By Laurie E., Project Lead, Surrey-North Delta Division of Family Practice
For years I was seeing posts about Balancing our Minds from Rogers Arena and I was always jealous I had never been. When the opportunity to apply to host a Balancing our Minds Summit in your own community presented itself, a group of community organizations in Surrey got together to submit a proposal. I was so stoked when we were given the opportunity to host a BOM summit of our own!
I was in charge of finding the speakers for the event, which was pretty easy because I have become friends with some of the most amazing mental health advocates in British Columbia. Everything came together so easily. We had eight youth speakers who had lived experience with mental health issues, musicians, a stand-up comic, poets, and a play. It quickly became very clear this was not your typical mental health event. We had some super experienced speakers who had done this dozens of times, as well as some brave new faces sharing their stories publically for the first time. At the end of each of the stories shared, the MC’s pointed out the early signs/symptoms, intervention, and recovery for each of the youth. This was a great way to point out to those in attendance that mental illness and mental health look different for everyone. It also promoted getting help early, offered many different ways to get help, and showed what recovery from mental illness looks like and how it is a complicated and varied path to recovery.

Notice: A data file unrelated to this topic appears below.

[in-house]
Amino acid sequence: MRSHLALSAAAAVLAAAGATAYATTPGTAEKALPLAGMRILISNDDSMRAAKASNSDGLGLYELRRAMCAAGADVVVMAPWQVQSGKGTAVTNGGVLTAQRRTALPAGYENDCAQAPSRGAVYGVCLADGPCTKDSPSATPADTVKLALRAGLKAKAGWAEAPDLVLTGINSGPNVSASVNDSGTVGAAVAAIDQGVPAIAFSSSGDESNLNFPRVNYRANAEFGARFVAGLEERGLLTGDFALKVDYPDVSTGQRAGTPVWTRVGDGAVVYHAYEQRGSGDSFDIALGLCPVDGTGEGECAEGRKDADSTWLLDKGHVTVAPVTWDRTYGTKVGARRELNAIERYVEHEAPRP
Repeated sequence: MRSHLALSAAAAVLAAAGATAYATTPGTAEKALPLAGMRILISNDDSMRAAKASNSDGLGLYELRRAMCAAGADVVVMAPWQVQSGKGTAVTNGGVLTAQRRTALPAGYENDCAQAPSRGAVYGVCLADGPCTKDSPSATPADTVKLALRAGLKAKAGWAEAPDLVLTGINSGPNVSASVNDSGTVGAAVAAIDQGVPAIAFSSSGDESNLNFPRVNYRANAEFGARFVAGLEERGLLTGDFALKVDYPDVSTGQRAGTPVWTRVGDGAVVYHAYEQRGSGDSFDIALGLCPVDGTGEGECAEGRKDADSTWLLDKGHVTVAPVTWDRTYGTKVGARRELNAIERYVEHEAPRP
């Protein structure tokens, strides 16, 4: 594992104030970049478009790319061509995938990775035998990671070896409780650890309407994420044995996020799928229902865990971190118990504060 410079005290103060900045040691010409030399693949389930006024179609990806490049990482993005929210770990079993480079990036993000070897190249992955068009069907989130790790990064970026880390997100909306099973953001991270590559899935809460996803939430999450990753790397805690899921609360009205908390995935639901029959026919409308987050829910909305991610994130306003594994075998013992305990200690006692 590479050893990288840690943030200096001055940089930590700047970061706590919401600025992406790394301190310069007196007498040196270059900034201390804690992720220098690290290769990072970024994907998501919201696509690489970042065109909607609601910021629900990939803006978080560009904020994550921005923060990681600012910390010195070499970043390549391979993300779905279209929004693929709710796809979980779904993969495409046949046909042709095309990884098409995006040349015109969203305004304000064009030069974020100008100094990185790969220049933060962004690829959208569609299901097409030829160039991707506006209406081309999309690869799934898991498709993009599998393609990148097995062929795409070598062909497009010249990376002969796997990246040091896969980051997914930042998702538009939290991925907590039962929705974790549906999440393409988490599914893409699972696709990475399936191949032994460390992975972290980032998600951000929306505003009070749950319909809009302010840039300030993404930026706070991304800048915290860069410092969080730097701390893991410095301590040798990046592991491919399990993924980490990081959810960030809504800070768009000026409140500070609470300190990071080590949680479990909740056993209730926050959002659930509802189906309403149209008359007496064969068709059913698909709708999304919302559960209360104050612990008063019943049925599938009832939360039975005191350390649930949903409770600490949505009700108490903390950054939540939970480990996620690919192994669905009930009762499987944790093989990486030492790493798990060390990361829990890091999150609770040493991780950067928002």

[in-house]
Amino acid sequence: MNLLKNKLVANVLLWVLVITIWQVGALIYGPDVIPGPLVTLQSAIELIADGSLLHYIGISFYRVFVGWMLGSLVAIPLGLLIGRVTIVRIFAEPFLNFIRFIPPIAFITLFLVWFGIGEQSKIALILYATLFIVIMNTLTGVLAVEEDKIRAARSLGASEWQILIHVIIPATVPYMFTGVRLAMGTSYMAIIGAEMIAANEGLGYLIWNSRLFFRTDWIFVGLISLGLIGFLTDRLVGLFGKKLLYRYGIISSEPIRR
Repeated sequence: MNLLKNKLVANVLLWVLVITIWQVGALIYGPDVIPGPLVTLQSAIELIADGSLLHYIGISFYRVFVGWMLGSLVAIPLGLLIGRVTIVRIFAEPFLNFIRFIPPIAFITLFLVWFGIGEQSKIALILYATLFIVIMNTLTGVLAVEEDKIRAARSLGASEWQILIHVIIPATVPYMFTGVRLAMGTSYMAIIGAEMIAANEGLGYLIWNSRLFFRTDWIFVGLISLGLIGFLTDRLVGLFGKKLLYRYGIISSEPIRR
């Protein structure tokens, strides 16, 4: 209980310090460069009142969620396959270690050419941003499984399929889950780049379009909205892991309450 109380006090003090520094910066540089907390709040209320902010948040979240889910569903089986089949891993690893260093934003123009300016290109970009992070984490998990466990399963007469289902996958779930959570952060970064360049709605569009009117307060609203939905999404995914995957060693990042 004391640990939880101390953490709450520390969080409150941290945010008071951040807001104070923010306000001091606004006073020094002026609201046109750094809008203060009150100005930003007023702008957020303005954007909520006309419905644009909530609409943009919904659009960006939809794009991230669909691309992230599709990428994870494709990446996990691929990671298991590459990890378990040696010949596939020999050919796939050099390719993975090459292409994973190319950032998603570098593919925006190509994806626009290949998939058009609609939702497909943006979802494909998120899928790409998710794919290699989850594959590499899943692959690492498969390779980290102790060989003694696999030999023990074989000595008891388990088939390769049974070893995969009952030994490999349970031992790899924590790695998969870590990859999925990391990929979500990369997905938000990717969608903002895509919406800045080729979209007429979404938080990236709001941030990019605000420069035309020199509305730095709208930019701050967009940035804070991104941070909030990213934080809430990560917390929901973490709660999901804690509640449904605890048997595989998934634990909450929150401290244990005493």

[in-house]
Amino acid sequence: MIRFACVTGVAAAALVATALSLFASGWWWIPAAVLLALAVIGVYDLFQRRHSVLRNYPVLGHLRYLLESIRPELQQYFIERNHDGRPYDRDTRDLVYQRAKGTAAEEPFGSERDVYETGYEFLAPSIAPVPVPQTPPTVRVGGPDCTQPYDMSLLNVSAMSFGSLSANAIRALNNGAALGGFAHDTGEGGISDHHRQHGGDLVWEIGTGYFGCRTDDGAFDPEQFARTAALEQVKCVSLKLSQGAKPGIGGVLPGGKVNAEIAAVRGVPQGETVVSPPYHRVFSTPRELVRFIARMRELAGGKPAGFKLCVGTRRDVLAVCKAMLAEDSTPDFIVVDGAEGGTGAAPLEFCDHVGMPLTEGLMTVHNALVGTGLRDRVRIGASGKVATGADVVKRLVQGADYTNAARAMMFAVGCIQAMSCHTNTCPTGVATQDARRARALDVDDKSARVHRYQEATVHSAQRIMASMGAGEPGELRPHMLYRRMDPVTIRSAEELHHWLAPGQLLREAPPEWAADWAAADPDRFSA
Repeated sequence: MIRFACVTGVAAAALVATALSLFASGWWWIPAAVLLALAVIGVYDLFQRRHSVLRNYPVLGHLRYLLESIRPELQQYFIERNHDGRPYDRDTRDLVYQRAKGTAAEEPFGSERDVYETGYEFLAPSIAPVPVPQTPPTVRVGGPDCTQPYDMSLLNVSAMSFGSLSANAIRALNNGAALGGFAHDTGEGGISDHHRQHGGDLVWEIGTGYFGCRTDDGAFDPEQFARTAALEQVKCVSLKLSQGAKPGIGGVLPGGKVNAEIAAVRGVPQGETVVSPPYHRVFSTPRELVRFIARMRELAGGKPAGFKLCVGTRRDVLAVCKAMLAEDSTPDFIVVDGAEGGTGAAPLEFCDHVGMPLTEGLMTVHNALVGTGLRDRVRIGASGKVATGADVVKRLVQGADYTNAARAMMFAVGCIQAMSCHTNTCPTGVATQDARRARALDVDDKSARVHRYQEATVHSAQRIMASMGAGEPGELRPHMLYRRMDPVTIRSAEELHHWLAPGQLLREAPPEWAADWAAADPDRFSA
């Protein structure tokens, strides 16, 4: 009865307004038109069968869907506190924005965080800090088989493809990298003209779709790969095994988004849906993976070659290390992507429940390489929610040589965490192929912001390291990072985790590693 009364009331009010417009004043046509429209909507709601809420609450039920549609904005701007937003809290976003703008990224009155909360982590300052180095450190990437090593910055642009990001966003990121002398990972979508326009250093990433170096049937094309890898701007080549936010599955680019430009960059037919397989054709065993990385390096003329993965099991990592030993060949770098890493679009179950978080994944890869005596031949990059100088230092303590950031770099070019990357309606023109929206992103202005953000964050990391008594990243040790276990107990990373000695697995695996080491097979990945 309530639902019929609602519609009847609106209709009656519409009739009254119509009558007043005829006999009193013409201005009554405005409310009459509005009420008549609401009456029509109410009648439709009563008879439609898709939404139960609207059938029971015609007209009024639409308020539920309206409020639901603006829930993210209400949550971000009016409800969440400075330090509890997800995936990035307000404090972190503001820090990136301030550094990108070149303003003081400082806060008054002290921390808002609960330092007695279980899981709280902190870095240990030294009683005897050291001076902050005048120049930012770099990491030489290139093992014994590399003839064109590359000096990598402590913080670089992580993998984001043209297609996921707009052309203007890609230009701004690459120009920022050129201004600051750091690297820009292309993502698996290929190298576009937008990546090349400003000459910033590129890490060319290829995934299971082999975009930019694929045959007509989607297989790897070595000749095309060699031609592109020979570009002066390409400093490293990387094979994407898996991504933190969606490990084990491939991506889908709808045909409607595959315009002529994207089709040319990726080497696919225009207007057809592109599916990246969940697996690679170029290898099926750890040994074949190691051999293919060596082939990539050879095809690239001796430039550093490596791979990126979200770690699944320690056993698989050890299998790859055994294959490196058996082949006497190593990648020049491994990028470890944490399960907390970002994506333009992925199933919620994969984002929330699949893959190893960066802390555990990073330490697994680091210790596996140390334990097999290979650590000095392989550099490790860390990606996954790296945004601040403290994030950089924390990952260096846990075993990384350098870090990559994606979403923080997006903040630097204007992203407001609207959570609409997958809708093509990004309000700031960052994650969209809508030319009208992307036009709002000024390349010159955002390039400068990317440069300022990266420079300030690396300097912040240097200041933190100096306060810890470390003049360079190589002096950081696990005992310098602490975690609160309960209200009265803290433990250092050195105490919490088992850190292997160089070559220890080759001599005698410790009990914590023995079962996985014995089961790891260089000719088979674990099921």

While this was going on I was finishing up my degree at Simon Fraser University and was writing a paper about how to best combat mental health stigma. The research I was reading ALL pointed to the benefits of what is called “contact-based stigma reduction”. What that means is people with lived experience of mental illness teaching others about mental health. Just the act of sharing their story and interacting with people was effective at reducing mental health stigma. I was thrilled these were my findings, as I had been sharing my story for just over three years and was happy to see that the research was backing up the work my mental health advocate friends and I were already doing.
Sharing stories to combat stigma was the key theme of the event. At the end of the day we gave participants a short lesson about how the participants can do their part in sharing their own stories and reducing stigma as well as introduced the idea of bringing Stigma Free Zones into their own high schools. We hoped that this wouldn’t be just a one off event; we wanted to have students bring what they learned back to their own schools and create a lasting change. The students did this in so many awesome ways! We have already had seven schools adopt the Stigma Free Zone, have had one mental health club started, have heard from multiple youth that they are now sharing their stories to others through public speaking and saw a lot of great activity with the #BOMSummit hashtag on Instagram and Twitter. And that’s only the stuff people have told us about! I’m thrilled that the event was such a hit with students, teachers and counsellors and I can’t wait to do it all again next year!